Arts & Culture

JR’s Global Art Project Comes to Egypt, but Gets Torn Down in 24 Hours

JR’s Global Art Project Comes to Egypt, but Gets Torn Down in 24 Hours

Torn posters of Inside Out in Alexandria

For six months, a group of Egyptians had been preparing to bring an international street art exhibition with a huge cause to Alexandria. The project was to shed light on the children suffering from congenital anomalies at El Shatby University Hospital. The children have been victims due to lack of awareness and health care. Their situation is usually critical and has to be rescued immediately, or else they die.

The project, dubbed “Echoes of Others”, was part of the French Graffiti artist JR Global project called Inside Out. Inside Out gives everyone the opportunity to share their portrait and make a statement for what they stand for. It is a global platform for people to share their untold stories and transform messages of personal identity into works of public art, i.e. “bring the inside people to outside world”. Each Inside Out group action around the world is documented, archived and exhibited online. Over 260,000 people have participated in 129 countries.

Alexandria’s El Shatby University Hospital serves a population of around 5 million child and infant. The pediatric surgery department performs around 7000 surgeries annually free of charge for the underprivileged children born with congenital anomalies. The project aimed at giving the children suffering neonatal and other similar diseases a voice in a city where there is so much lost attention on such cases. The hospital, along with many in Egypt, is experiencing a huge shortage of supplies for surgery and anesthesia especially with the bad economic situation.

“We went to hospital and took photographs of some of the doctors, nurses and children, trying to gather the community of the hospital and by that get a whole image of the community of the hospital we are trying to raise awareness for,” narrated Amina Kadous, one of the leaders of the project in Egypt.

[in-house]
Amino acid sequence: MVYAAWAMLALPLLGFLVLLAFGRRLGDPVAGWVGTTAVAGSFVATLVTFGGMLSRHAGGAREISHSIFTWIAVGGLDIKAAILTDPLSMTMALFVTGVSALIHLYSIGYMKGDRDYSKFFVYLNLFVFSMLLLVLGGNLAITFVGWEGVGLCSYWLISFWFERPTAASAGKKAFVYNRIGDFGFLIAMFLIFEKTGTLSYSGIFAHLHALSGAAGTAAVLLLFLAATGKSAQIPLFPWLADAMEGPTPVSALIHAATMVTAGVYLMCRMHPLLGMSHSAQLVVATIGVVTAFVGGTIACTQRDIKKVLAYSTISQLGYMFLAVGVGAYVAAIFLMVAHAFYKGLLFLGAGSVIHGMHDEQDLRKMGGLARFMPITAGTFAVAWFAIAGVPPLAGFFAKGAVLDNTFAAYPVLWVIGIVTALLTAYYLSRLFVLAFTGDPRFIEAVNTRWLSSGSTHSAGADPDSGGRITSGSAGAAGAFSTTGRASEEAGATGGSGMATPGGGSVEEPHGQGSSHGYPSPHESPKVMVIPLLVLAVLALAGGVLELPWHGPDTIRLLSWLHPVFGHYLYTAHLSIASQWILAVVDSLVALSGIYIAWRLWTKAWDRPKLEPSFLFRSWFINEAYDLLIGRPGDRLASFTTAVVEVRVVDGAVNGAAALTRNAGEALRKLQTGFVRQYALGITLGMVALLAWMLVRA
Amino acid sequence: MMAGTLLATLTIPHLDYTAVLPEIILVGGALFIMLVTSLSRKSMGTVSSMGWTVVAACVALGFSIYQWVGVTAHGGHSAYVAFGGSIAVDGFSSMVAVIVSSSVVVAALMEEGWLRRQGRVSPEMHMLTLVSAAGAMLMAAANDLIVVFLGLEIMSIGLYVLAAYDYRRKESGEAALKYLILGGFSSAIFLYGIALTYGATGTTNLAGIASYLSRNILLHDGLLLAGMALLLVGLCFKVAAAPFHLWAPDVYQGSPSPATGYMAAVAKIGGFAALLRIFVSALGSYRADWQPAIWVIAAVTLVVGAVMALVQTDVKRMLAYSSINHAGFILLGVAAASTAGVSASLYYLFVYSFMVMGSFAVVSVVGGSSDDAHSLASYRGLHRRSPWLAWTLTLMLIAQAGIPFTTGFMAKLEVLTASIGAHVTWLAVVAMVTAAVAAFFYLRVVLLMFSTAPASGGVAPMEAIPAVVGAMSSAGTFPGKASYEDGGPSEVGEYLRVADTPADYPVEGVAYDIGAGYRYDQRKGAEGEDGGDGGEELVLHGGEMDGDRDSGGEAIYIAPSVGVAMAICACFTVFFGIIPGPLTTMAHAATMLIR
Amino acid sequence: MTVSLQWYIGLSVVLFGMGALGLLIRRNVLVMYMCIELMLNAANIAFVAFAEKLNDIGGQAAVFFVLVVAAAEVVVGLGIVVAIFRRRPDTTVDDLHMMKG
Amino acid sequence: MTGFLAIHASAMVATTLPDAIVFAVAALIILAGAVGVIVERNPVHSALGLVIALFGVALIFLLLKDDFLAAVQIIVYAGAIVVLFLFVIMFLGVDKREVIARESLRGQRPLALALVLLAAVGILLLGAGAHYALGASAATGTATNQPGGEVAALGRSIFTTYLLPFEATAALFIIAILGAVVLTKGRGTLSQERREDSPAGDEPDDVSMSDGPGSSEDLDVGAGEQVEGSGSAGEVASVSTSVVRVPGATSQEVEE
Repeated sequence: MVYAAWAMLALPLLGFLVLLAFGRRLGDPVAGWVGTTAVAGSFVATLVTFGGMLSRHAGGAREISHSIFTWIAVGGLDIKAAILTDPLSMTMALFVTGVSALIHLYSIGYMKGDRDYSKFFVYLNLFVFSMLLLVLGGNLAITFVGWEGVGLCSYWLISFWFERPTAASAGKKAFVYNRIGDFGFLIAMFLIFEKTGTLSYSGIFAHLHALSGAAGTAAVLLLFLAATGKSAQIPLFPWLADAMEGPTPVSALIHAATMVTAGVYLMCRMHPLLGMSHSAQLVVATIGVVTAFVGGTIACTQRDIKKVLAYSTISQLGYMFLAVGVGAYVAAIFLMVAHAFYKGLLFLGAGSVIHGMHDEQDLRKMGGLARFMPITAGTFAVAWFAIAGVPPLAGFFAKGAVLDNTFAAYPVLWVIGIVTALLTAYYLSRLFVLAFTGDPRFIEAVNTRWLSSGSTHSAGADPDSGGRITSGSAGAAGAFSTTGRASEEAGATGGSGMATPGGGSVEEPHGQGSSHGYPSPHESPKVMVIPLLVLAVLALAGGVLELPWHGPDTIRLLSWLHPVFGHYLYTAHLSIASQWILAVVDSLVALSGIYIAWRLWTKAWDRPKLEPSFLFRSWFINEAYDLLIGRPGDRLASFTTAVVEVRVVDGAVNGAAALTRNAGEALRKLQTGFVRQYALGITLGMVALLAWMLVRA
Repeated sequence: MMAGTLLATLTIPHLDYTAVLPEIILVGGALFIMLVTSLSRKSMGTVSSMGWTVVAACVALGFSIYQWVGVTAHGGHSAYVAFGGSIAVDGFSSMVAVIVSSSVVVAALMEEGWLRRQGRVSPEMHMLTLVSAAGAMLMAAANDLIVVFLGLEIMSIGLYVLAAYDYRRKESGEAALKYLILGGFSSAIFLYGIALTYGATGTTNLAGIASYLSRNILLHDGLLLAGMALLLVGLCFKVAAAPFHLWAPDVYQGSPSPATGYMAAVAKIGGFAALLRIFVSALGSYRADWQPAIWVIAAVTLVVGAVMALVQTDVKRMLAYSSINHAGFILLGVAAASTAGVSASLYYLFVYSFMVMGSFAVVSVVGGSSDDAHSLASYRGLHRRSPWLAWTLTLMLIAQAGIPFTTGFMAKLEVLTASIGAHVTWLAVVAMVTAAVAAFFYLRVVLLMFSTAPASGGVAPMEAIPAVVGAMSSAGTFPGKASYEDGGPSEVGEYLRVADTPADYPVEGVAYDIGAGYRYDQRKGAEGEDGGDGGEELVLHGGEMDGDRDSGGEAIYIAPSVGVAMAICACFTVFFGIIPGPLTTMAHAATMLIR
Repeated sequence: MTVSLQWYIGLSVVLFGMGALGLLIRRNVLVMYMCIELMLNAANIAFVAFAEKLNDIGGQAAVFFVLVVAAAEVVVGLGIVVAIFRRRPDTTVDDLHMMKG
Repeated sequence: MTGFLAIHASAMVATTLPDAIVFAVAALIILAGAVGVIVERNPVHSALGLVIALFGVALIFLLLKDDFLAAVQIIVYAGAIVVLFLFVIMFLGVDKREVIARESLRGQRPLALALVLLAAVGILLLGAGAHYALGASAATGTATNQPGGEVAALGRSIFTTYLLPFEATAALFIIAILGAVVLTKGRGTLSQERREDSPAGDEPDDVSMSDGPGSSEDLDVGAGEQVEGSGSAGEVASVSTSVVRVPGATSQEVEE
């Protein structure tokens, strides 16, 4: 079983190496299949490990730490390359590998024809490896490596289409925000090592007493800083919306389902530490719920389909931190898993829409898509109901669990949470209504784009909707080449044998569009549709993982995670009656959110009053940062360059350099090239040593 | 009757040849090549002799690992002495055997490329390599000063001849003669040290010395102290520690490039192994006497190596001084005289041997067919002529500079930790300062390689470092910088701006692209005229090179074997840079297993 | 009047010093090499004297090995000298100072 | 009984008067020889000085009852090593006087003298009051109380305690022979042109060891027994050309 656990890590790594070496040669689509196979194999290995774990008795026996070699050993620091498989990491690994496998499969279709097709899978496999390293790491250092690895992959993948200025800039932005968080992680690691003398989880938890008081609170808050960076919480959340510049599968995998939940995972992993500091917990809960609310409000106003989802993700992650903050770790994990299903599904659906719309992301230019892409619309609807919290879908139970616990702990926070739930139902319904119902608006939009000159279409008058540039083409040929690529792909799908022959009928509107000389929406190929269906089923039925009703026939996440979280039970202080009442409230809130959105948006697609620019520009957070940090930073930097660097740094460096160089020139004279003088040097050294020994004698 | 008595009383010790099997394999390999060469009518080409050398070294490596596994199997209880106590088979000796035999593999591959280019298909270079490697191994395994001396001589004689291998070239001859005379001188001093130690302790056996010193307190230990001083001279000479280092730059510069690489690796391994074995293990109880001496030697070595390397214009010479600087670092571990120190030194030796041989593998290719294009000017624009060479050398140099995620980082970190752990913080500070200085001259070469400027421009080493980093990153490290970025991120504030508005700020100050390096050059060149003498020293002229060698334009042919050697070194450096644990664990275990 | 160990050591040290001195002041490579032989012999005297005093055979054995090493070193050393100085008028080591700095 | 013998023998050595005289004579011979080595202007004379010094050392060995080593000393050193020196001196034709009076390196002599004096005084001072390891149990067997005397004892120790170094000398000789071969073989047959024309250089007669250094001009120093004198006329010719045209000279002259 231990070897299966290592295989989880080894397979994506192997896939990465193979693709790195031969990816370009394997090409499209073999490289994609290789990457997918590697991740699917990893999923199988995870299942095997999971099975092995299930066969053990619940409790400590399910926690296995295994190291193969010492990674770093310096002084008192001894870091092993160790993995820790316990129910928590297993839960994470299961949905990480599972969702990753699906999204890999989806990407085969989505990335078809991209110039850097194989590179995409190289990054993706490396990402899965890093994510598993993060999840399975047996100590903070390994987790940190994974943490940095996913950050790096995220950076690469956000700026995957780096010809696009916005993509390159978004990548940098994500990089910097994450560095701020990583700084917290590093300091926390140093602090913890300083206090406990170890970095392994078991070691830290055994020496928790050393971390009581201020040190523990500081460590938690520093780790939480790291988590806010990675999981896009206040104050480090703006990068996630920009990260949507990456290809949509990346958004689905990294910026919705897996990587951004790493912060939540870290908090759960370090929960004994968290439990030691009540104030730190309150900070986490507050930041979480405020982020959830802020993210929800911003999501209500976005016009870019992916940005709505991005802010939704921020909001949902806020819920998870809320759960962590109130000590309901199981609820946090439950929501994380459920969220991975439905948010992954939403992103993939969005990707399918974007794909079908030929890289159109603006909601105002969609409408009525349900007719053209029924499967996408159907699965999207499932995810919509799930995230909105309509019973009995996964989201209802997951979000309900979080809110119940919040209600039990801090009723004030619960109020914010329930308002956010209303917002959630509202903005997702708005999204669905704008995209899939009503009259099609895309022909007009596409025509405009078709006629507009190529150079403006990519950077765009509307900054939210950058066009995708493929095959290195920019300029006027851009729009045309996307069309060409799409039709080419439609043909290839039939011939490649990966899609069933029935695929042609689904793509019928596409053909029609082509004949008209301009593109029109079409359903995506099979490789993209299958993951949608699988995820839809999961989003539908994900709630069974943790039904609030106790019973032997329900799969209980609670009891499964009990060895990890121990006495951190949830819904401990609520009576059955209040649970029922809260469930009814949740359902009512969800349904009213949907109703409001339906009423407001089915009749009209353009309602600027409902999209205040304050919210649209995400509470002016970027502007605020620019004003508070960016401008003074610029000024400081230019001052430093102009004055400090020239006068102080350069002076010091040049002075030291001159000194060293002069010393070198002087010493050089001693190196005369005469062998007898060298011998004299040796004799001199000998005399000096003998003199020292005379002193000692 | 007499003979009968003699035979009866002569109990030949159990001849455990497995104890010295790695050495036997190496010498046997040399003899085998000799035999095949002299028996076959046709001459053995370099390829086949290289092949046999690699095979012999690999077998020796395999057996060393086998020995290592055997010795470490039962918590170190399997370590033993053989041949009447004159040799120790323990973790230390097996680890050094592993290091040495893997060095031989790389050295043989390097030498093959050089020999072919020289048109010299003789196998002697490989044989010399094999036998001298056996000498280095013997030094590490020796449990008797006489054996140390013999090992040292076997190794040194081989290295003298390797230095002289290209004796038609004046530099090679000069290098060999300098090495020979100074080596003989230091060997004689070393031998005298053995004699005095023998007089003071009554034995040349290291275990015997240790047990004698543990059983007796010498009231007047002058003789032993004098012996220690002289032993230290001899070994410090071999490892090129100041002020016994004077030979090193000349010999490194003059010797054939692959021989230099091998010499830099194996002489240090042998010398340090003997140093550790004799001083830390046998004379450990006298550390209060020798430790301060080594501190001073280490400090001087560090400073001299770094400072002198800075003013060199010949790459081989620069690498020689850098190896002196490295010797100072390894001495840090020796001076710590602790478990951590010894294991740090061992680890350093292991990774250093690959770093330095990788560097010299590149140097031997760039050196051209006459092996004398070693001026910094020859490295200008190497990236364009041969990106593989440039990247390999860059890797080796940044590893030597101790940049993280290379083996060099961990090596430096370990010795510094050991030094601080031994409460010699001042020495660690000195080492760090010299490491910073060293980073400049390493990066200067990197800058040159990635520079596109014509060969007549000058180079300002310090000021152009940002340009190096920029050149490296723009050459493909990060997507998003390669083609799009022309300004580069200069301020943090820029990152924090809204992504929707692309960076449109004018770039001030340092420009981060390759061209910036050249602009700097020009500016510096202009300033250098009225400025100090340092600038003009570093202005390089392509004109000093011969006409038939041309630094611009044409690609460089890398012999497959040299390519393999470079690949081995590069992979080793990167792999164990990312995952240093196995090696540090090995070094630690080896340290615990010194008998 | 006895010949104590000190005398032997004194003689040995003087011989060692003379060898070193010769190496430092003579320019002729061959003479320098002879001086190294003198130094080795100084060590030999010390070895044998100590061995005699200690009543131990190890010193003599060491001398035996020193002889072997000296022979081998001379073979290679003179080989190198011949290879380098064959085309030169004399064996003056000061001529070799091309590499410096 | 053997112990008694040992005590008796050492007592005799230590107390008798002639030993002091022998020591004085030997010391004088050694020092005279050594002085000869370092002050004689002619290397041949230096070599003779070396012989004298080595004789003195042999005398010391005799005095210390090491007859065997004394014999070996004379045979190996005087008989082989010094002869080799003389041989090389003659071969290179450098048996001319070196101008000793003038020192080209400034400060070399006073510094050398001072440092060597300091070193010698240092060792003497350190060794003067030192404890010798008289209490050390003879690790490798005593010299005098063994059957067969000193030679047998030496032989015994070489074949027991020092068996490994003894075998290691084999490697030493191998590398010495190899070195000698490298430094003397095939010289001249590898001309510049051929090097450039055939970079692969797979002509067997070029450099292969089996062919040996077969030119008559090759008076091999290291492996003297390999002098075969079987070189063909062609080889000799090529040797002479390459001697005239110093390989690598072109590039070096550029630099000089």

Then the group put up the photos on the fence of the hospital from outside which overseas Alexandria’s Waterfront, a strategic spot giving great exposure to the issue, hoping to raise funds and try to help the hospital, which is in a very poor condition.

The Nile of Hope Foundation helped and supported the group, giving publicity. They teamed up with Alex Runners and Alex Bikers to do a run for the hospital on the event day, and the runners participated and helped in putting up the posters.

“The key in this project is for it to stay as much time as possible and fade away by time without any human interference of tearing it down,” explained Kadous.


“But because we don’t live in an ideal world and because of some ill minded people, the project didn’t complete 24 hours and we found it all torn down the next morning, destroying the hospital’s fence and stopping our message from passing on to a wider audience,” said Kadous.

JR has been exhibiting freely in the streets of the world for 12 years, catching the attention of people who are not typical museum visitors. It all began in 2006 when the artist created Portrait of a Generation, portraits of suburban “thugs” that he posted, in huge formats, in the ‘bourgeois’ districts of Paris. This illegal project became “official” when the Paris City Hall wrapped its building with JR’s photos.

In 2007, with Marco, he made Face 2 Face, his biggest ‘illegal’ exhibition ever. JR posted huge portraits of Israelis and Palestinians face to face in eight Palestinian and Israeli cities.

In 2011 he received the TED Prize, after which he created Inside Out, an international participatory art project that allows people worldwide to get their picture taken and paste it to support an idea and share their experience.

The Inside Out project has traveled from Ecuador to Nepal, from Mexico to Palestine, inspiring group actions on varied themes such as hope, diversity, gender-based violence, climate change

As he remains anonymous and doesn’t explain his huge full-frame portraits of people making faces, JR leaves the space empty for an encounter between the subject/protagonist and the passer-by/interpreter.

“I wish for you to stand up for what you care about by participating in a global art project, and together we’ll turn the world… inside out,” JR states on his website.

That is what JR’s work is about, raising questions.

In Cairo, it raised a whole other question than the intended one.

“[What happened shows] how people are not tolerant enough with the idea of art, the lack of awareness and the ill mindedness…its sad; no words can be said at this point,” concluded Kadous.


The team behind Inside Out in Egypt

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Arts & Culture

Aya Nader is an independent journalist based in Egypt, published in Open Democracy, Daily News Egypt, The National, and Al-Monitor, among others. She is an MA candidate in International Relations at the American University in Cairo.

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